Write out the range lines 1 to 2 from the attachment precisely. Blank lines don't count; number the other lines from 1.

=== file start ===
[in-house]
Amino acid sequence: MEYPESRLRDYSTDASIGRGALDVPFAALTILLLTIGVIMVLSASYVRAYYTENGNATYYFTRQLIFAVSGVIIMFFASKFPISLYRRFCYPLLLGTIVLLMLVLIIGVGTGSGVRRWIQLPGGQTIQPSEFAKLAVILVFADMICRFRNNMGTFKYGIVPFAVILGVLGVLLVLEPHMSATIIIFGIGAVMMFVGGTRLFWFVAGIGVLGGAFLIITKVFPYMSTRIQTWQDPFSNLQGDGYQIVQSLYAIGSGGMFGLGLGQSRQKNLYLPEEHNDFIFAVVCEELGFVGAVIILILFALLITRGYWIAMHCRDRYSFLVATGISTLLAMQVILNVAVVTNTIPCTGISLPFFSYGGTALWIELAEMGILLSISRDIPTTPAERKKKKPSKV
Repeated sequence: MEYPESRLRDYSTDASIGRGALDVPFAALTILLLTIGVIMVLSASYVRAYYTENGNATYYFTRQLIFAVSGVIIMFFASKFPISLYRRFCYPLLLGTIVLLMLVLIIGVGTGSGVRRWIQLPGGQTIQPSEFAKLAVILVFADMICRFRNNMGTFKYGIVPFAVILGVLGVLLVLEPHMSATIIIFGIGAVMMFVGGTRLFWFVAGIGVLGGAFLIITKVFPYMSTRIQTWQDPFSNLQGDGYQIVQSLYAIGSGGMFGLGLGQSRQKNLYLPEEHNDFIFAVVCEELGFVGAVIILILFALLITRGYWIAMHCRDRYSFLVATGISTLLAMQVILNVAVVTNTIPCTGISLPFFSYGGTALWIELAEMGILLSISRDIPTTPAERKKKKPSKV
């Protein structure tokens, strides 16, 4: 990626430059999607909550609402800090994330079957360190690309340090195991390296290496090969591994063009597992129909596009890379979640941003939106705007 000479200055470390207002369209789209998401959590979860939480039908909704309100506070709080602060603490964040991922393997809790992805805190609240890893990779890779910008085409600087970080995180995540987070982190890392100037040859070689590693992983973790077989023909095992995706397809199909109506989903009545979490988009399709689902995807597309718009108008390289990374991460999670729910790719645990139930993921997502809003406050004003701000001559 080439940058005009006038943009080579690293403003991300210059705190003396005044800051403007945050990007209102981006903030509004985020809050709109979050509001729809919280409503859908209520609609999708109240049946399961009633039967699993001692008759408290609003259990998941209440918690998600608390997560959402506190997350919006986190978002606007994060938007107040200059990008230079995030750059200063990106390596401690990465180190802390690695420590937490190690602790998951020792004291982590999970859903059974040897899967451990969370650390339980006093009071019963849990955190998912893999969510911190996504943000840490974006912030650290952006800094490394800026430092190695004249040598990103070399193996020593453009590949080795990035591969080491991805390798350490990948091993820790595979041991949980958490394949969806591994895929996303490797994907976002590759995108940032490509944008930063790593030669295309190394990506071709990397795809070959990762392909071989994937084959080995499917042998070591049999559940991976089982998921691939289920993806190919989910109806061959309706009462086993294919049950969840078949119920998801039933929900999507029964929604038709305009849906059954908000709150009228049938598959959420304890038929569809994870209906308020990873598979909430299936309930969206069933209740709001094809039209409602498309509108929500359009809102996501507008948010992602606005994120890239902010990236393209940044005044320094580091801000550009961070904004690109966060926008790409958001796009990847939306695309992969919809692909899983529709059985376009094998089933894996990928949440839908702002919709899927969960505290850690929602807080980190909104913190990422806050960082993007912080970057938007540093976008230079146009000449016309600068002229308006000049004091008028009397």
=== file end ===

[in-house]
Amino acid sequence: MEYPESRLRDYSTDASIGRGALDVPFAALTILLLTIGVIMVLSASYVRAYYTENGNATYYFTRQLIFAVSGVIIMFFASKFPISLYRRFCYPLLLGTIVLLMLVLIIGVGTGSGVRRWIQLPGGQTIQPSEFAKLAVILVFADMICRFRNNMGTFKYGIVPFAVILGVLGVLLVLEPHMSATIIIFGIGAVMMFVGGTRLFWFVAGIGVLGGAFLIITKVFPYMSTRIQTWQDPFSNLQGDGYQIVQSLYAIGSGGMFGLGLGQSRQKNLYLPEEHNDFIFAVVCEELGFVGAVIILILFALLITRGYWIAMHCRDRYSFLVATGISTLLAMQVILNVAVVTNTIPCTGISLPFFSYGGTALWIELAEMGILLSISRDIPTTPAERKKKKPSKV